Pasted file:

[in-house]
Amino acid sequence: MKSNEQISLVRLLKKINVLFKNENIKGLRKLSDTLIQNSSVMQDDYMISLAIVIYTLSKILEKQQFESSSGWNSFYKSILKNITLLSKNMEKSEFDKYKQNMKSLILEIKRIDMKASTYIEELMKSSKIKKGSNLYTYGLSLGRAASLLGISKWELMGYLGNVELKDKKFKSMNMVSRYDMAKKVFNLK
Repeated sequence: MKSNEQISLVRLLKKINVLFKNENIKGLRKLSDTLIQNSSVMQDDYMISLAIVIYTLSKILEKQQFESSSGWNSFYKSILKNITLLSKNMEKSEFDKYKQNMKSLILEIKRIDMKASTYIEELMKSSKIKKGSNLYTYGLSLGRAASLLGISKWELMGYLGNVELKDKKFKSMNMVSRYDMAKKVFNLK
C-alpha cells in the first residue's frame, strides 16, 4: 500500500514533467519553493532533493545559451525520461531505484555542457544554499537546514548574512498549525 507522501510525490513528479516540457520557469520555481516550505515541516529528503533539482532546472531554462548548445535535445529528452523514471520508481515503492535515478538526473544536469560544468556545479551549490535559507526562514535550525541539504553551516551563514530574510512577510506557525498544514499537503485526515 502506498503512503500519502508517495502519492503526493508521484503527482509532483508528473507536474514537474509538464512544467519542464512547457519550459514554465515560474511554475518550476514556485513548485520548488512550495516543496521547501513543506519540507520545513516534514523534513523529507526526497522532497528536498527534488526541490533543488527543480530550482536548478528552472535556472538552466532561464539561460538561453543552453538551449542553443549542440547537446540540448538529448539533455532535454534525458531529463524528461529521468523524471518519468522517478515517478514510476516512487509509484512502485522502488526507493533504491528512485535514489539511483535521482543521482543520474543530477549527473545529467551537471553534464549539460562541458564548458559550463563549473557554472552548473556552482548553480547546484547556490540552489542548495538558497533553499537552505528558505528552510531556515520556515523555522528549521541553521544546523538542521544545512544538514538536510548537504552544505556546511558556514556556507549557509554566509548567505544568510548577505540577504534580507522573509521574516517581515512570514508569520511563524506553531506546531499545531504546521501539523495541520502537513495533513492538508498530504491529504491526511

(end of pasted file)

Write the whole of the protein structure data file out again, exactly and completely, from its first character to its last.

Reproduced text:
[in-house]
Amino acid sequence: MKSNEQISLVRLLKKINVLFKNENIKGLRKLSDTLIQNSSVMQDDYMISLAIVIYTLSKILEKQQFESSSGWNSFYKSILKNITLLSKNMEKSEFDKYKQNMKSLILEIKRIDMKASTYIEELMKSSKIKKGSNLYTYGLSLGRAASLLGISKWELMGYLGNVELKDKKFKSMNMVSRYDMAKKVFNLK
Repeated sequence: MKSNEQISLVRLLKKINVLFKNENIKGLRKLSDTLIQNSSVMQDDYMISLAIVIYTLSKILEKQQFESSSGWNSFYKSILKNITLLSKNMEKSEFDKYKQNMKSLILEIKRIDMKASTYIEELMKSSKIKKGSNLYTYGLSLGRAASLLGISKWELMGYLGNVELKDKKFKSMNMVSRYDMAKKVFNLK
C-alpha cells in the first residue's frame, strides 16, 4: 500500500514533467519553493532533493545559451525520461531505484555542457544554499537546514548574512498549525 507522501510525490513528479516540457520557469520555481516550505515541516529528503533539482532546472531554462548548445535535445529528452523514471520508481515503492535515478538526473544536469560544468556545479551549490535559507526562514535550525541539504553551516551563514530574510512577510506557525498544514499537503485526515 502506498503512503500519502508517495502519492503526493508521484503527482509532483508528473507536474514537474509538464512544467519542464512547457519550459514554465515560474511554475518550476514556485513548485520548488512550495516543496521547501513543506519540507520545513516534514523534513523529507526526497522532497528536498527534488526541490533543488527543480530550482536548478528552472535556472538552466532561464539561460538561453543552453538551449542553443549542440547537446540540448538529448539533455532535454534525458531529463524528461529521468523524471518519468522517478515517478514510476516512487509509484512502485522502488526507493533504491528512485535514489539511483535521482543521482543520474543530477549527473545529467551537471553534464549539460562541458564548458559550463563549473557554472552548473556552482548553480547546484547556490540552489542548495538558497533553499537552505528558505528552510531556515520556515523555522528549521541553521544546523538542521544545512544538514538536510548537504552544505556546511558556514556556507549557509554566509548567505544568510548577505540577504534580507522573509521574516517581515512570514508569520511563524506553531506546531499545531504546521501539523495541520502537513495533513492538508498530504491529504491526511